How intelligent does your automation need to be?

Designing an automation strategy that is appropriate to the organisation and a specific business process is vital, as opting for too much intelligence could be a stupid move.
Read time 4min 40sec

In my previous article, I explored what intelligent automation is, why it's receiving such attention in business and industry, and what the four most important success factors are.

Now, I want to turn to the practicalities of deciding what type of automation is best suited for the job − there is no point in buying a Rolls-Royce if a Datsun bakkie is really what's needed!

The point is that intelligent automation is not necessary for all automation projects. For example, many automation projects are required to operate within fixed parameters that will never or only infrequently change.

Artificial intelligence (AI) or machine learning (ML) would be unsuitable for such projects because they are designed to respond to changing parameters all the time. In fact, when the parameters are specified, too much intelligence would tend to be disadvantageous.

Functions like case management, content services or good old robotic process automation continue to have a place in any automation strategy. In short, it's all about selecting the right tool for the job.

The pitfall is that there is so much hype in the marketplace about AI tools and the amazing things they can achieve, that technology-inclined executives may opt for too much intelligence.

Conversely, when used selectively, AI-driven intelligent automation tools can open up new opportunities where automation needs to be underpinned by complex reasoning and constant adaptation.

Making the right automation decisions

Alan Pelz-Sharpe and Dan Lucarini, leading authorities on intelligent automation, argue that the ideal start to an effective decision-making process is understanding what the current or ‘as is’ processes are, and what they should look like (the ‘to be’ process).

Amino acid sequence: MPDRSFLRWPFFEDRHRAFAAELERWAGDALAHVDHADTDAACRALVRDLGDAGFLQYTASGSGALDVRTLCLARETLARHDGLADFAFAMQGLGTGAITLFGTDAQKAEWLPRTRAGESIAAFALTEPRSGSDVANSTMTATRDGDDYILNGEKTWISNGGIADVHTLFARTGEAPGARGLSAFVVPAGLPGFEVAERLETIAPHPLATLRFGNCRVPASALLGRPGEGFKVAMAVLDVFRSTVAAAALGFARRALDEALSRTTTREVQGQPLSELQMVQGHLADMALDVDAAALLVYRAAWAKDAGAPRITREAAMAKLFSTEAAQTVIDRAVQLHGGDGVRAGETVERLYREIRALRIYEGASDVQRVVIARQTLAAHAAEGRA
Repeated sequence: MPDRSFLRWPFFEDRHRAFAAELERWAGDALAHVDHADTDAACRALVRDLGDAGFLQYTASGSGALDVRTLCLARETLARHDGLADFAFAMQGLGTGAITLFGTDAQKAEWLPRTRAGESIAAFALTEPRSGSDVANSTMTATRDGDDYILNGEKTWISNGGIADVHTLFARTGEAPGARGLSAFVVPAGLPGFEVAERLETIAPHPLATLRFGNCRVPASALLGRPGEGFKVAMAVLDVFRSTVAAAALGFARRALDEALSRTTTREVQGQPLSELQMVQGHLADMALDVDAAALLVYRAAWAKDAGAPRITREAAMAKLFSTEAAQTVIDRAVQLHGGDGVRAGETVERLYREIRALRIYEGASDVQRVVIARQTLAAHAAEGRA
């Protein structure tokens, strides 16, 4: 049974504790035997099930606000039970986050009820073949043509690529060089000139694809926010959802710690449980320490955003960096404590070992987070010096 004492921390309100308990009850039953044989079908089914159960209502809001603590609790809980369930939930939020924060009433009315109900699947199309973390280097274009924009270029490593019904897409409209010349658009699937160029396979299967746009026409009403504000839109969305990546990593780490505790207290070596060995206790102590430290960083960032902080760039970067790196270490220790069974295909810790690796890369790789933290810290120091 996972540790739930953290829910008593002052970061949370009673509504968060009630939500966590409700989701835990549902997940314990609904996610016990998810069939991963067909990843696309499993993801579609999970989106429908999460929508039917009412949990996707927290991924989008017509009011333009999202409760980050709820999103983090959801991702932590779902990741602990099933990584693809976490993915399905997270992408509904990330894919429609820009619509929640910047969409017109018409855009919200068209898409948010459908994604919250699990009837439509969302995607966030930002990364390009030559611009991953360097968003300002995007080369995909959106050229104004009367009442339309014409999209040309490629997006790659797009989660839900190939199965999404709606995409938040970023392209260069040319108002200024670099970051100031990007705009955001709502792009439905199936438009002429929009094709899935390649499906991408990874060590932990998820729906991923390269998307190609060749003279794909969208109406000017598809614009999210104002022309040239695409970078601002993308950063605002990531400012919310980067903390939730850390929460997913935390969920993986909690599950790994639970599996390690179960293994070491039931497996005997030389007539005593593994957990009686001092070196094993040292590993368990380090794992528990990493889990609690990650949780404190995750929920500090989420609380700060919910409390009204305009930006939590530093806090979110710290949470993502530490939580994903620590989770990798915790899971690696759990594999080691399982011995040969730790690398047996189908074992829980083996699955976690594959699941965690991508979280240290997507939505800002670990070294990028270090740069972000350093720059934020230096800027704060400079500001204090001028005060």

Automation is widely misunderstood as substituting humans with machines.

Pelz-Sharpe and Lucarini identify seven steps to making the right automation decision:

  • Analyse the organisation's existing business processes, steps and tasks, and evaluate them for potential improvement. Three questions need to be asked: What is really happening at an IT / data level? What tasks and subtasks do employees (or customers) follow to get things done? What is the high-level conceptual ‘journey map’ of customers and employees?
  • Deploy process mining tools to automate the discovery of what really happens to data at the system level.
  • Create a journey map that marries the system-level picture with the human-level one but be aware it may still not provide the full story.
  • Design the ‘to be’ process. This is the easiest and most fun part of the whole exercise − it's where the team's creativity and ambition are given full rein.
  • Identify all the people, processes and technology that will be involved, even tangentially.
  • Get advice. This is all about choosing the right tools and, more importantly, the right partner in the form of a consultant or value-added reseller. Intelligent automation is a specialised area, and getting the right advice is critical, both for scoping the project and choosing the right tools.